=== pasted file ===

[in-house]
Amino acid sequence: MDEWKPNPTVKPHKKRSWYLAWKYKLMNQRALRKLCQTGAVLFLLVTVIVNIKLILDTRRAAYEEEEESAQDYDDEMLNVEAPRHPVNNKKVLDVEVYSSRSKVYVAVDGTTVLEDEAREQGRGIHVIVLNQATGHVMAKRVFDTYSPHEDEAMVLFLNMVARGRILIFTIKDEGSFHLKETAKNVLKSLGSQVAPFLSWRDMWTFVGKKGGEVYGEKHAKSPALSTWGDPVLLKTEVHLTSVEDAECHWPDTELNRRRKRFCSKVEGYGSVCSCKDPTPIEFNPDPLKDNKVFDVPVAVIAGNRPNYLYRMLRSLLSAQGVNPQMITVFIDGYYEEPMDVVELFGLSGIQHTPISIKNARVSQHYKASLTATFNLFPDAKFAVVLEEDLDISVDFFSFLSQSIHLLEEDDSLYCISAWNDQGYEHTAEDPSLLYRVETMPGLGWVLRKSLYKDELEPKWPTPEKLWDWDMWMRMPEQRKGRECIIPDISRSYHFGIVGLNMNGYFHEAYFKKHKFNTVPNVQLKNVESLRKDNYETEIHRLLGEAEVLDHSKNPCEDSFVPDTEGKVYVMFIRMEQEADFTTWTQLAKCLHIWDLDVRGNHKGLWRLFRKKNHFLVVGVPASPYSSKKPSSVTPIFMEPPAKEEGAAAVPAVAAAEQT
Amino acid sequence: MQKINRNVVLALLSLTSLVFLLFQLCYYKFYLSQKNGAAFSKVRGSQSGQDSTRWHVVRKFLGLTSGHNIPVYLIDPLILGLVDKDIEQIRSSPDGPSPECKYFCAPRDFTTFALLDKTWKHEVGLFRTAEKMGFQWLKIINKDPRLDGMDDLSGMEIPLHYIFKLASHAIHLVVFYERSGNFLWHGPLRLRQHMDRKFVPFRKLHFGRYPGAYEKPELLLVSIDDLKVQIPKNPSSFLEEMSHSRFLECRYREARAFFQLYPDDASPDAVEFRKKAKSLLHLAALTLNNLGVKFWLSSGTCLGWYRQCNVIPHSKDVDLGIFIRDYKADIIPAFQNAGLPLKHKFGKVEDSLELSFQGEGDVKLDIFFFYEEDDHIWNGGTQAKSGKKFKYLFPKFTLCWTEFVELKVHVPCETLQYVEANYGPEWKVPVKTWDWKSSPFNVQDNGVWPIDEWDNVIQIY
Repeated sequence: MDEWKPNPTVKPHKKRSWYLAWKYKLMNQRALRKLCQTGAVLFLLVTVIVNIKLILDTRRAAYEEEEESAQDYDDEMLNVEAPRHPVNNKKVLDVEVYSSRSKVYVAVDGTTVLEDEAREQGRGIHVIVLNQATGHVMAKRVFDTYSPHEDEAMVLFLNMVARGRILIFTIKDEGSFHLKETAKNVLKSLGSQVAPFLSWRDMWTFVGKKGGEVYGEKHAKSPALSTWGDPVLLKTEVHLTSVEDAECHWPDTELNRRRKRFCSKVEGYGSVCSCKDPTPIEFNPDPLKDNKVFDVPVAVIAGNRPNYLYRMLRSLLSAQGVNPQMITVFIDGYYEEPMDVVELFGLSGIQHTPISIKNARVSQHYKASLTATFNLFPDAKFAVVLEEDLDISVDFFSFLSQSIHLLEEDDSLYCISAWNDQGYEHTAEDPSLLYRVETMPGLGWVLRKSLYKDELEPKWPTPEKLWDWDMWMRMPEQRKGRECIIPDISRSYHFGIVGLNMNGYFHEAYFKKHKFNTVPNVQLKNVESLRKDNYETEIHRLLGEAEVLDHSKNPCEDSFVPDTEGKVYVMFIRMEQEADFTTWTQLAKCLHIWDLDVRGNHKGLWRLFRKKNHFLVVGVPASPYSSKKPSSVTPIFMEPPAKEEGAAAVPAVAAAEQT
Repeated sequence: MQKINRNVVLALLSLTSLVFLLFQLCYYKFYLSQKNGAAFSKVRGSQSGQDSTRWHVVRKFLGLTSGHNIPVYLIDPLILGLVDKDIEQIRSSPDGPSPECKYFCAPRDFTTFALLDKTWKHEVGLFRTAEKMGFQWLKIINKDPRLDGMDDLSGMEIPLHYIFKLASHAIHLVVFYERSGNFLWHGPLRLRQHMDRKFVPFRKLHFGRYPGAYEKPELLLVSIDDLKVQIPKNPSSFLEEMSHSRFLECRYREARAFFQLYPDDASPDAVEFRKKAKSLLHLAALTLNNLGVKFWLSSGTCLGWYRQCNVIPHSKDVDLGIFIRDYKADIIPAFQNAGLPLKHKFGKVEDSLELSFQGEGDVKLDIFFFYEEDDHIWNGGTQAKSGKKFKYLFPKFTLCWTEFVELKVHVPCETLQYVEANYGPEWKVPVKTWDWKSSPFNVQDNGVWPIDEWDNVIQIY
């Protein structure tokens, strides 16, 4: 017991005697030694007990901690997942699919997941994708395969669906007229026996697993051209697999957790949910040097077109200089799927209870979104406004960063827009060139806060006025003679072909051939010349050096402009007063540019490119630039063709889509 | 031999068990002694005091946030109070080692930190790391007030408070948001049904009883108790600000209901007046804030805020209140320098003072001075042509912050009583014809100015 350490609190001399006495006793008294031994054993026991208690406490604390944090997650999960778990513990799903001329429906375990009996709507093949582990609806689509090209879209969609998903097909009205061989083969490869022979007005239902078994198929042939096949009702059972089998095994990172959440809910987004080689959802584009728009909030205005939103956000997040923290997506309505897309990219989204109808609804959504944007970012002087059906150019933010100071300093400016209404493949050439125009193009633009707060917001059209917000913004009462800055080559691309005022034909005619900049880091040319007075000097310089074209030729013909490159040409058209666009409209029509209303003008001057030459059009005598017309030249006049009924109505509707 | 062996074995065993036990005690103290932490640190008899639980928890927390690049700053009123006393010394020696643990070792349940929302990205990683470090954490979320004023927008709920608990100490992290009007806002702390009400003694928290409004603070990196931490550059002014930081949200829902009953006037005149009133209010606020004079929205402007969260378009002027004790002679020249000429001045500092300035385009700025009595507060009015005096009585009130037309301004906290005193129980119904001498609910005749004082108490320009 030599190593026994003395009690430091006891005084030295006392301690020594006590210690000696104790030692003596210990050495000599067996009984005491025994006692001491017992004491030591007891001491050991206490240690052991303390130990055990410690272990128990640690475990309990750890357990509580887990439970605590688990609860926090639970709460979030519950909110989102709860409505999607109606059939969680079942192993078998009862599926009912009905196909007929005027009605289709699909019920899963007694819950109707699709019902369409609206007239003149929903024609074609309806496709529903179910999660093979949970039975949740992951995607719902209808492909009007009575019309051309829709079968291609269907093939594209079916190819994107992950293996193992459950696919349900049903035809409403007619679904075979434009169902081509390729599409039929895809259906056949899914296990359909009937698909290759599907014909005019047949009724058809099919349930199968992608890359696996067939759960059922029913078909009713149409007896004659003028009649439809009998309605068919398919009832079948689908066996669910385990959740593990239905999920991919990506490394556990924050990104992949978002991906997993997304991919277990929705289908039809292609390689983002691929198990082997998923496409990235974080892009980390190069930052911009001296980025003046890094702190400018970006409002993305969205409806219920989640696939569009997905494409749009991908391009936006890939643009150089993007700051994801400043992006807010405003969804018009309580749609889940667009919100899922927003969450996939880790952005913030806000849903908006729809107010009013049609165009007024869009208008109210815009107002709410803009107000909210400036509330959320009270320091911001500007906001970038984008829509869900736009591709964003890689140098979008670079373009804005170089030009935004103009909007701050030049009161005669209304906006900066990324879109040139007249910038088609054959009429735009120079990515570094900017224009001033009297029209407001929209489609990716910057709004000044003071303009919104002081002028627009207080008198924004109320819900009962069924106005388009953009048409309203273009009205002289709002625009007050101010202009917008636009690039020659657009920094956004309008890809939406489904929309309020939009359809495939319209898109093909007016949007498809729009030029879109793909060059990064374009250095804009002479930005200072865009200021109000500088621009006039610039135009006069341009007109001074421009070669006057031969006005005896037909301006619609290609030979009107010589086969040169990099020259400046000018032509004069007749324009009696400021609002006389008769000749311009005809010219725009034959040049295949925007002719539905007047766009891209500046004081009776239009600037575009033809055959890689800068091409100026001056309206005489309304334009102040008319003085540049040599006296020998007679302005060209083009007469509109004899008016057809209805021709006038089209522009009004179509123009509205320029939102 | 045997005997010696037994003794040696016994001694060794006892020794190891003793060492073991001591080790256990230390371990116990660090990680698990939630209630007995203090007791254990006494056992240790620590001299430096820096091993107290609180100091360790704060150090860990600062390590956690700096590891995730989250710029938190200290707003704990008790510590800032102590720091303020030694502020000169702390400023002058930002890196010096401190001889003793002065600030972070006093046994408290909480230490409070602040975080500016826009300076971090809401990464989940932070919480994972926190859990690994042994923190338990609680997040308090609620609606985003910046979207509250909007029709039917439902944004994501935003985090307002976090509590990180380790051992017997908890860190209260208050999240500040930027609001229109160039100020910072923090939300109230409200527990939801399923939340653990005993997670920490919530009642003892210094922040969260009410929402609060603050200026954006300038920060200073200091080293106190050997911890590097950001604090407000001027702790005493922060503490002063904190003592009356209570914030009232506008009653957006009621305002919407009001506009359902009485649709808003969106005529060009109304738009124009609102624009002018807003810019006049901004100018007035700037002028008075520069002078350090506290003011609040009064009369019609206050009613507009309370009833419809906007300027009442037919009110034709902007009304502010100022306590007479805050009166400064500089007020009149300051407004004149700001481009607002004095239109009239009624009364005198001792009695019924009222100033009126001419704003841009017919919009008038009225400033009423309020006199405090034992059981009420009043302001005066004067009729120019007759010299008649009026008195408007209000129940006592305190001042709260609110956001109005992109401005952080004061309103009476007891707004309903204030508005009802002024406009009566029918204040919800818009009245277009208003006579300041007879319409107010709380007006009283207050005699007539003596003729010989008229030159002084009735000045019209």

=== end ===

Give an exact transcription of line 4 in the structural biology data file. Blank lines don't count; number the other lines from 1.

Repeated sequence: MDEWKPNPTVKPHKKRSWYLAWKYKLMNQRALRKLCQTGAVLFLLVTVIVNIKLILDTRRAAYEEEEESAQDYDDEMLNVEAPRHPVNNKKVLDVEVYSSRSKVYVAVDGTTVLEDEAREQGRGIHVIVLNQATGHVMAKRVFDTYSPHEDEAMVLFLNMVARGRILIFTIKDEGSFHLKETAKNVLKSLGSQVAPFLSWRDMWTFVGKKGGEVYGEKHAKSPALSTWGDPVLLKTEVHLTSVEDAECHWPDTELNRRRKRFCSKVEGYGSVCSCKDPTPIEFNPDPLKDNKVFDVPVAVIAGNRPNYLYRMLRSLLSAQGVNPQMITVFIDGYYEEPMDVVELFGLSGIQHTPISIKNARVSQHYKASLTATFNLFPDAKFAVVLEEDLDISVDFFSFLSQSIHLLEEDDSLYCISAWNDQGYEHTAEDPSLLYRVETMPGLGWVLRKSLYKDELEPKWPTPEKLWDWDMWMRMPEQRKGRECIIPDISRSYHFGIVGLNMNGYFHEAYFKKHKFNTVPNVQLKNVESLRKDNYETEIHRLLGEAEVLDHSKNPCEDSFVPDTEGKVYVMFIRMEQEADFTTWTQLAKCLHIWDLDVRGNHKGLWRLFRKKNHFLVVGVPASPYSSKKPSSVTPIFMEPPAKEEGAAAVPAVAAAEQT